Hence, it can be used to treat chronic inflammatory, malignant, and autoimmune disorders trauma, asthma, and hypersensitivity disorders

Arthritis treatment:

Bromelain has a strong effect on pain mediators such as bradykinin, which enhances smooth muscle contraction and blood vessel dilation, producing an analgesic effect. It decreases pain and stiffness.

It could also be used with turmeric in osteoarthritis and rheumatoid arthritis, as an alternative to nonsteroidal anti-inflammatory drugs.

Treatment of inflammatory bowel diseases:

Bromelain reduce mucosal cytokine secretion in inflammatory bowel disease (IBD). It reduces the number of pro-inflammatory molecules such as INF-g INF-γ and colony-stimulating factor. Proteolytic action of bromelain eradicate cell surface receptors that are implicated in leukocyte defects and activation. It is useful in managing persistent colitis, and colonic inflammation.

Anticancer activity:

Bromelain in the A. comosus pulp and peel may inhibit cancer by stimulating the body’s defense mechanism against cancer through increasing the cytotoxic activity of monocytes and macrophages. It may prevent leukemia and pulmonary metastasis.

Bromelain selectively induces apoptosis in cancer cells, inhibit cancers in mouse tumor cell lines, mammary carcinoma cells. It shows antitumor activities against P-388 leukemia, sarcoma (S-37), Ehrlich ascetic tumor, Lewis lung cancer, and mammalian adenocarcinoma ADC-755.

See also  Green Tea (Camellia sinensis): Tremendous Health Benefits, Side Effects

Hepatoprotective effect:

Bromelain decreases apoptosis and endothelial cell damage in hepatic ischemia, and also protect against muscle tissue hepatic encephalopathy injury.

Effect on asthma:

Bromelain affect the population of CD4+ and CD8+T lymphocytes, it can amplify the development of allergic airway disease (AAD), and affect the treatment of asthma and hyperactivity disorders

To elicit uterine contraction:

Bromelain is used to elicit uterine contraction and shorten labor. However, there are no research on the effectiveness. Some animal studies suggest it inhibit cervical prostaglandin, rather than increase it.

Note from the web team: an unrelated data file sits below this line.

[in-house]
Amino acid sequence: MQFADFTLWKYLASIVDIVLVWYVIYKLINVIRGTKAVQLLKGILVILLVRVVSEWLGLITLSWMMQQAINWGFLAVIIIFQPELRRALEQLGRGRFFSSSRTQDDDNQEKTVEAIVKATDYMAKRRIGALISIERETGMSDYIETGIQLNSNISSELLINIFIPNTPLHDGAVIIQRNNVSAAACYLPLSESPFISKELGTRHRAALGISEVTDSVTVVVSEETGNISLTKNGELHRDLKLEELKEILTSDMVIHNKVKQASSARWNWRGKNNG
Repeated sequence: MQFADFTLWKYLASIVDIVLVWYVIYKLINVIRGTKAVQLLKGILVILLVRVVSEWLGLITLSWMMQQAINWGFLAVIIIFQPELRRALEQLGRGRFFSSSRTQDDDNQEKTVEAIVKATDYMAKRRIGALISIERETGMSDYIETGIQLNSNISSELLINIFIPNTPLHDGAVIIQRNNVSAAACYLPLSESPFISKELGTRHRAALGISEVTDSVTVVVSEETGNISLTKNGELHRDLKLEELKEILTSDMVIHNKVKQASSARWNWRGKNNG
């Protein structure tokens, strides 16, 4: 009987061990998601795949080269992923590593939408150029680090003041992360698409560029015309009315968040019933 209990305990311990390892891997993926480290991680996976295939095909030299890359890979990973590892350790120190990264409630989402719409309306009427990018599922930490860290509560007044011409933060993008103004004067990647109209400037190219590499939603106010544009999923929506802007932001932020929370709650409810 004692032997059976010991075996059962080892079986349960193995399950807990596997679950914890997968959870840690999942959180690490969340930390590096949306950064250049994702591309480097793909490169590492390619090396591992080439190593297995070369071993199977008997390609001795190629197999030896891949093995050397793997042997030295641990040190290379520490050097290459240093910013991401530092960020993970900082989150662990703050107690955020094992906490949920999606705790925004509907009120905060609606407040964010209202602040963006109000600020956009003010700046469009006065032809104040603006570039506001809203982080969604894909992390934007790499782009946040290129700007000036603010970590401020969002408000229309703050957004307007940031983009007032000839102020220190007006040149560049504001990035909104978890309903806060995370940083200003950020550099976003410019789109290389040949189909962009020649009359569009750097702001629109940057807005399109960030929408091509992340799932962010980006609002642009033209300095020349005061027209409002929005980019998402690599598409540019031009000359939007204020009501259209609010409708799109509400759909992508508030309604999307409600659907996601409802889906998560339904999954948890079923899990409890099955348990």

Some studies suggest the labor effect of bromelain to gastrointestinal stimulation by fiber and sugar, affecting the local neural pathways.

Abortificient effect:

Pineapple leaf extracts contain ergosterol peroxide, β-sitosterol, 5-stigmastene-3p-7a-diol, 5-stigmastene-3p-7p-diol, 7-Oxo-5-stigmastene-3p-ol, 5α-Stigmastane-3 β, 5, 6 β-triol, which showed abortifacient activity in rats. Ergosterol peroxide showed the maximum abortifacient effect.

However, pineapple fruit is completely safe and there is no scientific evidence to suggest that it cause miscarriage or induce labor.

Antihelminthic activity:

Bromelain inhibits gastrointestinal nematodes such as Trichuris muris, Trichoderma viride, and Heligmosomoides polygyrus.

Effect on Fertility:

Pineapple stimuate sex hormone, semen production as well as sperm motility (Siddiq et al., 2012). The pineapple leaves, pulp, or husk significantly improved the serum concentrations of (testosterone; FSH), total antioxidant, CAT and significantly decreased MDA. It also improved liver functions and lipid profile.


Two slices of pineapple contains approximately 100 mg of vitamin C. The dosage of bromelain is 40 mg three to four times a day.

Pineapple products are available as tablets, capsules, and liquids dosage forms.

Bioactive Compounds

Drug interaction

Due to Bromelain content, pineapple may potentiate the activity of amoxicillin and tetracycline due to increase in the volume of distribution. Bromelain is only available in fresh juice and fruit, as canning destroys it.

Pineapple may interact with antibiotics, anticoagulants, blood thinners, anticonvulsants, barbiturates, benzodiazepines, insomnia drugs and tricyclic antidepressants.

Side Effects

Pineapple is not known to be allergic, but it can be toxic to workers who cut it. When unripe, it is inedible and poisonous. It can irritate the throat, and result to sensation on lips and mouth. It is also a drastic purgative, and can cause vomiting.

Bromelain can cause side effects like vomiting, diarrhea, nausea, skin rash, excess menstrual flow.

Ingesting large quantities of the raw fruit can cause swelling in the mouth and cheeks, burning sensation of the lips and mouth. It can inflame the mouth, cheek, tongue, and lips. Excessive consumption of the pineapple cores could cause the formation of fiber balls (benzoars) in the digestive tract.

Other allergies include oral allergy syndrome and effect on the oral cavity and the lips. Itching, rash, vomiting, diarrhea, asthma, rhinitis and bronchial obstruction may occur. The fruit also contain ethyl acrylate, which may cause skin sensitization in people.

There is also cross-reaction with honeybee venom, olive tree pollen, celery, cypress pollen, bromelain, and papain.



Read also

Leave a Comment